Effective child welfare information management systems promote consistency and accountability and enable public child welfare leaders to understand and promote the use of performance measures to improve outcomes and child welfare practice. These systems must be “true user-friendly” systems that reduce the redundancy in data entry and create a better process for documenting activities.


This Guidance Provides Answers to These and Other Questions:


  • What is information management? Why is it important? How is information management linked to outcomes for children,
  • families and communities?
  • What goes into an information management plan?
  • What are the key processes and how are they aligned so that they support the agency’s vision and culture? What mechanisms are needed to implement the information management plan?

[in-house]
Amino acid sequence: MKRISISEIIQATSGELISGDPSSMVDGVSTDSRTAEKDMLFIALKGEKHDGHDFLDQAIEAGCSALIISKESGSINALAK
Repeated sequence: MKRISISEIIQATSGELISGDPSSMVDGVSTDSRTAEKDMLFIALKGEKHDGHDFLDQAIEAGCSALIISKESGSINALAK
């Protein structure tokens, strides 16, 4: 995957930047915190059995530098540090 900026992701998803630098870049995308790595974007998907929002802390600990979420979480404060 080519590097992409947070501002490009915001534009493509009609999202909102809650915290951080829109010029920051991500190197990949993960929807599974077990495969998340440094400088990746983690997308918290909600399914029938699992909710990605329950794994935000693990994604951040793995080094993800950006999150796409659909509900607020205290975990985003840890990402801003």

• What environmental or contextual factors must information managers understand and respond to in order to be effective in facilitating efficient public child welfare practice?
  • What are the potential challenges/tensions that need to be addressed when developing or updating a public child welfare information management plan?
  • Why is this Critical Area Important to the Field of Child Welfare?

An effective information management system enables the development of sound policies to direct and shape casework practice so that they promote the safety, permanency and well-being of children, youth and families. Effective information management facilitates good decision-making so that services are delivered in an equitable, cost-effective and efficient manner. Effective information management promotes alignment with federal compliance requirements, agency priorities and the strategic concepts outlined in the Information Management Plan.


By developing and maintaining a robust information management system, the field will have: Availability of and access to accurate, reliable, baseline and longitudinal data.

  • Improved quality and integrity of data.